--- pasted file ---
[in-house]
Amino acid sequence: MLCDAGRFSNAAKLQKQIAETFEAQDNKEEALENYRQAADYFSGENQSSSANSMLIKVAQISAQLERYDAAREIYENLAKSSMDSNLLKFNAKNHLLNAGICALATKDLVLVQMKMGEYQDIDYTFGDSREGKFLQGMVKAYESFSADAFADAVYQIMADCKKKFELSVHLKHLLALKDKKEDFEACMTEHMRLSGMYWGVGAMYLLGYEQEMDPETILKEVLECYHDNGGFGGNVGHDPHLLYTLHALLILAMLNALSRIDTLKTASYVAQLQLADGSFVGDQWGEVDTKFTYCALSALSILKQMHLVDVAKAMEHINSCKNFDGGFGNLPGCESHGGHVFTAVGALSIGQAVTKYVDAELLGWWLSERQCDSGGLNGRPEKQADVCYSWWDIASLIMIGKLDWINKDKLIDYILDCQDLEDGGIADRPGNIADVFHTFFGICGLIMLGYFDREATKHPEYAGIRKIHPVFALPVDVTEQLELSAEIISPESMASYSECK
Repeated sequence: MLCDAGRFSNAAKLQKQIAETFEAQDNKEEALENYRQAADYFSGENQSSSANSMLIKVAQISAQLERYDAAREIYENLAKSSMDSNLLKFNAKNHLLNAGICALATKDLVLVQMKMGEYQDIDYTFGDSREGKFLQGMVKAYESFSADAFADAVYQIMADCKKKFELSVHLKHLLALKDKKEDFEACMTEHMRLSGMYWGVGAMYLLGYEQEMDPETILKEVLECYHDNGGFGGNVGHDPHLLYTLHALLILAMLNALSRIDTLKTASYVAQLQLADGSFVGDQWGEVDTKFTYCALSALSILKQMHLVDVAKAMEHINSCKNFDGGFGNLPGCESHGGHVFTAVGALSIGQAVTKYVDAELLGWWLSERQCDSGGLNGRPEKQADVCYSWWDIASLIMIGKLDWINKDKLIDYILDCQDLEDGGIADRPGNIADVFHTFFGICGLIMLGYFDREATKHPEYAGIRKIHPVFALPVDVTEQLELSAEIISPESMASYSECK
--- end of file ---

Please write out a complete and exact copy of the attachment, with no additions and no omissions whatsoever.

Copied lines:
[in-house]
Amino acid sequence: MLCDAGRFSNAAKLQKQIAETFEAQDNKEEALENYRQAADYFSGENQSSSANSMLIKVAQISAQLERYDAAREIYENLAKSSMDSNLLKFNAKNHLLNAGICALATKDLVLVQMKMGEYQDIDYTFGDSREGKFLQGMVKAYESFSADAFADAVYQIMADCKKKFELSVHLKHLLALKDKKEDFEACMTEHMRLSGMYWGVGAMYLLGYEQEMDPETILKEVLECYHDNGGFGGNVGHDPHLLYTLHALLILAMLNALSRIDTLKTASYVAQLQLADGSFVGDQWGEVDTKFTYCALSALSILKQMHLVDVAKAMEHINSCKNFDGGFGNLPGCESHGGHVFTAVGALSIGQAVTKYVDAELLGWWLSERQCDSGGLNGRPEKQADVCYSWWDIASLIMIGKLDWINKDKLIDYILDCQDLEDGGIADRPGNIADVFHTFFGICGLIMLGYFDREATKHPEYAGIRKIHPVFALPVDVTEQLELSAEIISPESMASYSECK
Repeated sequence: MLCDAGRFSNAAKLQKQIAETFEAQDNKEEALENYRQAADYFSGENQSSSANSMLIKVAQISAQLERYDAAREIYENLAKSSMDSNLLKFNAKNHLLNAGICALATKDLVLVQMKMGEYQDIDYTFGDSREGKFLQGMVKAYESFSADAFADAVYQIMADCKKKFELSVHLKHLLALKDKKEDFEACMTEHMRLSGMYWGVGAMYLLGYEQEMDPETILKEVLECYHDNGGFGGNVGHDPHLLYTLHALLILAMLNALSRIDTLKTASYVAQLQLADGSFVGDQWGEVDTKFTYCALSALSILKQMHLVDVAKAMEHINSCKNFDGGFGNLPGCESHGGHVFTAVGALSIGQAVTKYVDAELLGWWLSERQCDSGGLNGRPEKQADVCYSWWDIASLIMIGKLDWINKDKLIDYILDCQDLEDGGIADRPGNIADVFHTFFGICGLIMLGYFDREATKHPEYAGIRKIHPVFALPVDVTEQLELSAEIISPESMASYSECK